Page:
Distichodus atroventralis Boulenger, 1898
photo by Hippocampus-Bildarchiv

Family:  Distichodontidae (Distichodus)
Max. size:  35.7 cm SL (male/unsexed)
Environment:  pelagic,
Distribution:  Africa: widespread throughout Lower and Central Congo River basin in Democratic Republic of the Congo, Republic of Congo, Central African Republic and Angola (Ref. 96324, 122092), including Ubangui, Sangha and lower Kasai River systems (Ref. 122092). It has only been found in one locality in the Upper Congo, at Kabalo on the Lualaba River (Ref. 51906, 122092).
Diagnosis:  Dorsal spines (total): 0-0; Dorsal soft rays (total): 22-24; Anal spines: 0-0; Anal soft rays: 13-14. Diagnosis: Distichodus atroventralis is distinguished from D. affinis, D. altus, D. decemmaculatus, D. noboli, D. notospilus and D. teugelsi by the higher number of lateral line scales, 61-71 vs. 37-46; from D. antonii by the inferior mouth vs. terminal, and a lower number of dark vertical bars, 6-9 vs. 9-14; from D. fasciolatus by the higher number of pelvic-fin rays, 11, exceptionally 10, vs. 10, exceptionally 11, the lower number of dark vertical bars, at least in specimens smaller than about 150 mm standard length, 6-9 vs. 13-20, and the blackish pelvic fin, at least in specimens smaller than about 200 mm standard length vs. whitish-yellow; from D. langi by fewer dorsal-fin rays, 22-24 vs. 26-28, a lower number of pectoral-fin rays, 17-20 vs. 21, a shallower head, 35-53% of head length vs. 67-69, and fewer dark vertical bars, 6-8 vs. 13; from D. lusosso by the inferior mouth vs. terminal, and the short snout vs. elongated; from D. maculatus by the absence of dark blotches all over the body vs. dark blotches all over the body; and from D. sexfasciatus by the higher number of teeth in the outer row of the upper and lower jaw, 18-36 and 20-34 vs. 12-14 on both jaws, and the greenish to light brown and yellowish body colouration vs. orange-reddish (Ref. 122092). It is distinguished from its most similar congener, D. kasaiensis, by having fewer dorsal-fin rays, 22-24 vs. 27-29, more teeth in the upper jaw, 18-36 vs. 15-25 (overlap due to positive allometry), and by having a shorter dorsal-fin base, 20.1-28.8% of standard length vs. 24.9-33.7% (overlap due to positive allometry); and from D. ingae by having fewer dorsal-fin rays, 22-24 vs. 26, and shorter dorsal fin, 12.0-21.9% of standard length vs. 23.6-24.2%, anal fin, 9.9-15.7% of standard length vs. 16.9-17.5%, and pectoral fin, 14.2-20.5% of standard length vs. 21.6-22.7% (Ref. 122092). Description: Body elongated and compressed; dorsal profile straight from tip of snout to above posterior border of eye, then convex to end of dorsal-fin base, straight between dorsal and adipose fins, and concave between adipose and caudal fins; ventral profile straight from tip of snout to level of posterior eye border, concave afterwards until end of anal-fin base, and convex between latter and caudal fin (Ref. 122092). Mouth inferior; 18-36 teeth in the outer row of the upper jaw with the number of teeth increasing in size (Ref. 122092). Caudal peduncle from deeper than long to slightly longer than deep (Ref. 122092). Dorsal fin with straight to slightly convex distal margin and its origin well in front of pelvic-fin origin; adipose fin at equal distance from dorsal and caudal fins; only proximal two-thirds of adipose fin scaled; anal fin with concave distal margin; length of pectoral- and pelvic fin rays decreasing from last unbranched ray to last branched ray; tip of pectoral fin just or just not reaching vertical through dorsal-fin origin; tip of pelvic fin may or may not reach vent, but never passes it; caudal fin forked; lobes generally rounded although sometimes slightly pointed, with lower lobe slightly larger than upper lobe; caudal fin, except for its distal fifth, almost entirely covered with small scales (Ref. 122092). Colouration: In preserved specimens, overall body colour light brown-yellowish with whitish belly; small specimens of less than about 20 mm standard length with 6-9 continuous or interrupted blackish vertical bars; bars fade with size and are completely absent in larger specimens; black caudal spot vaguely visible or absent; dorsal fin with whitish rays connected with translucent membranes, with scattered small, black melanophores of irregular size; proximal two thirds of adipose fin with same colour as body, generally without thin dark distal edge; pectoral fin whitish at base and more translucent distally; pelvic fin entirely blackish in small specimens less than about 200 mm standard length, becoming less dark in larger specimens, but always remaining dark at their distal border; caudal fin slightly darker than basic colour, sometimes with distal end of rays blackish; preservation may cause dark vertical bars and pelvic fin colour to fade and even disappear (Ref. 122092). In life, overall colour dark brown to greenish, with a lighter belly; otherwise, colour pattern similar to preserved specimens (Ref. 122092).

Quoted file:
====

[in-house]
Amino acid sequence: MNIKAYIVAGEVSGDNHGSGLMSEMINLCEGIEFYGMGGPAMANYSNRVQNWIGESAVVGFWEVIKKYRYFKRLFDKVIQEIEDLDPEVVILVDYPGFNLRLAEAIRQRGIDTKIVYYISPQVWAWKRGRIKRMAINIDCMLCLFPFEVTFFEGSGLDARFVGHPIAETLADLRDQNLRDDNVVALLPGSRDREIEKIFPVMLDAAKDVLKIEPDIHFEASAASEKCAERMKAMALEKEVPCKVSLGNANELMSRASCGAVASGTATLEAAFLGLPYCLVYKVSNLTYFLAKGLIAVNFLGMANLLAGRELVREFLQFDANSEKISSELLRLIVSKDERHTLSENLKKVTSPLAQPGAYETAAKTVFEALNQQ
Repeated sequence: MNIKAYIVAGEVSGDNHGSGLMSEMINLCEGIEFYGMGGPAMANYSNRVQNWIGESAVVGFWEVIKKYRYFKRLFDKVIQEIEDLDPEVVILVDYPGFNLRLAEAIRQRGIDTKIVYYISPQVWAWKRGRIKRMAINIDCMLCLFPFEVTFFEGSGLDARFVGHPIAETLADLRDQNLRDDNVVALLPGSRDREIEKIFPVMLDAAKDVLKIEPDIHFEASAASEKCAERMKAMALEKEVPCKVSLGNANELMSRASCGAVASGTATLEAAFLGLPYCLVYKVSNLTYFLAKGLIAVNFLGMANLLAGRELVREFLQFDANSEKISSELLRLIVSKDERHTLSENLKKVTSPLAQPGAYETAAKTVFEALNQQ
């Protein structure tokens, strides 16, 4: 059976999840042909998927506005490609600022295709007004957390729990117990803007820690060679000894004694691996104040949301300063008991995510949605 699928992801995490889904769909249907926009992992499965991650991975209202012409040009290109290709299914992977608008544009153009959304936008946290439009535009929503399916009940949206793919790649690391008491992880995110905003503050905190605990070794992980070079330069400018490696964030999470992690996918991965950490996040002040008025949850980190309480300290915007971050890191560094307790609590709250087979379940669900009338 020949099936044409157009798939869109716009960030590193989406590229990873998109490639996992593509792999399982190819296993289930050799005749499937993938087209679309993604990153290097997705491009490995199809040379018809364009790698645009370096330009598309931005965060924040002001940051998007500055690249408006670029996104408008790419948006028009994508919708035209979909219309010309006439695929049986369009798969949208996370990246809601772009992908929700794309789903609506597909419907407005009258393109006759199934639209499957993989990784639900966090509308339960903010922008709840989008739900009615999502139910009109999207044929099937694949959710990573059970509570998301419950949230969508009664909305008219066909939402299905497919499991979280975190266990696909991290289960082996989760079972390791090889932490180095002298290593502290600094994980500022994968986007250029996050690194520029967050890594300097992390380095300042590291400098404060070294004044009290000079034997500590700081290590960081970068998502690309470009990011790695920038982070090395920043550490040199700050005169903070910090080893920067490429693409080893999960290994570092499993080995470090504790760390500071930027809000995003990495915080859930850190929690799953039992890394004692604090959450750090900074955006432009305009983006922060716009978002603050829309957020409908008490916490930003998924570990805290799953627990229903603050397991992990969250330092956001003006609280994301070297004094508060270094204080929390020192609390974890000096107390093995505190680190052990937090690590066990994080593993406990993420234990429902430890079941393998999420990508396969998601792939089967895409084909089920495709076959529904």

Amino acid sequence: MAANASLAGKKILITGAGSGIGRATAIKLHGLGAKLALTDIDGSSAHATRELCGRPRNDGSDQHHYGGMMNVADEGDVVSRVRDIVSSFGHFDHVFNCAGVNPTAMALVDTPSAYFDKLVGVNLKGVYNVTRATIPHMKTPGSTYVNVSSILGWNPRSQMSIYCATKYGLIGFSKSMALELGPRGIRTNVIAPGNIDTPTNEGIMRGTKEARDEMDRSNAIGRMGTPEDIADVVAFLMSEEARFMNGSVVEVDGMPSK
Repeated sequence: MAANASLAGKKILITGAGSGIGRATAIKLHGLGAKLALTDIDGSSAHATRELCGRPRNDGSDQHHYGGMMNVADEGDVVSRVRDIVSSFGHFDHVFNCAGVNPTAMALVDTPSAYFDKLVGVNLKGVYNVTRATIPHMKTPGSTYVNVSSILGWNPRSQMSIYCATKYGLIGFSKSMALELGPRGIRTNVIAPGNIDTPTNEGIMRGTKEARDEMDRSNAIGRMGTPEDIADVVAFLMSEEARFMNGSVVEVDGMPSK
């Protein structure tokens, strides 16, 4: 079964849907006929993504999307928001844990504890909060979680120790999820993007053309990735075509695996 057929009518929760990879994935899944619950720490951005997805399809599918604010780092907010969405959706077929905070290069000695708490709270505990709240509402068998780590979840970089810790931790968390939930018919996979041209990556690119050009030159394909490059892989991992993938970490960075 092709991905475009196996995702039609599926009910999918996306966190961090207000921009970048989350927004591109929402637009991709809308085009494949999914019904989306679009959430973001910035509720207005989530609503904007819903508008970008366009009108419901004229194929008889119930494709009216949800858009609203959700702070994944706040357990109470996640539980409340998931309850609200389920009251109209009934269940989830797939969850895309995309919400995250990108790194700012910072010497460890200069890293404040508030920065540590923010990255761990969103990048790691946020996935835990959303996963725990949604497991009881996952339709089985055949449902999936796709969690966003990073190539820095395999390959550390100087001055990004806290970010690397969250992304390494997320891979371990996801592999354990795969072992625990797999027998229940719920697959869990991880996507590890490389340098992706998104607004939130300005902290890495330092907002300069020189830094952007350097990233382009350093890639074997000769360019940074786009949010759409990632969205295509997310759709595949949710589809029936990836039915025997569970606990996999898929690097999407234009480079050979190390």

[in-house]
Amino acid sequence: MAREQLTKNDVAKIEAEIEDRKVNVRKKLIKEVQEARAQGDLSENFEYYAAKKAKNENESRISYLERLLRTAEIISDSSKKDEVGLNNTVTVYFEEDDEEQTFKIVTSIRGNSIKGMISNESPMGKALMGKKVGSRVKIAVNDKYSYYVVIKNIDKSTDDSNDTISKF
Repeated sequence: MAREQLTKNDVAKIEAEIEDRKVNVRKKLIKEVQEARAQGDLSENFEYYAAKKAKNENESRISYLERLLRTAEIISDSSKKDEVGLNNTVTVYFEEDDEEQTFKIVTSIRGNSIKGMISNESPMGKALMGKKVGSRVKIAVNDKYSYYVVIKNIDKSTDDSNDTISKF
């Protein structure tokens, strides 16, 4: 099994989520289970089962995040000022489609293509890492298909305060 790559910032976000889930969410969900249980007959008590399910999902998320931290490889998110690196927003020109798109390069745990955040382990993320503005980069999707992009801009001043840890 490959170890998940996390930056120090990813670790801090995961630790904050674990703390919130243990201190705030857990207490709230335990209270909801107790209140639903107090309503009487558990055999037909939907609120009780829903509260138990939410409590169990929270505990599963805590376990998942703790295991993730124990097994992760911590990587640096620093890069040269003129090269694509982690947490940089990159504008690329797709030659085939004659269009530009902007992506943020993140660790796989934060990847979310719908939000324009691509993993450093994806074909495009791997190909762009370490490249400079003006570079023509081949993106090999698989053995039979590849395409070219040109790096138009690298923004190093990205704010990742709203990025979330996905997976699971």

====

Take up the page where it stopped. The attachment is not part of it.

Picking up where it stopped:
Biology: 
IUCN Red List Status: Least Concern (LC); Date assessed: 16 February 2009 Ref. (123251)
Threat to humans:  harmless
Country info:   
 

Entered by: Sa-a, Pascualita - 20.06.94
Modified by: Boden, Gert - 17.06.20

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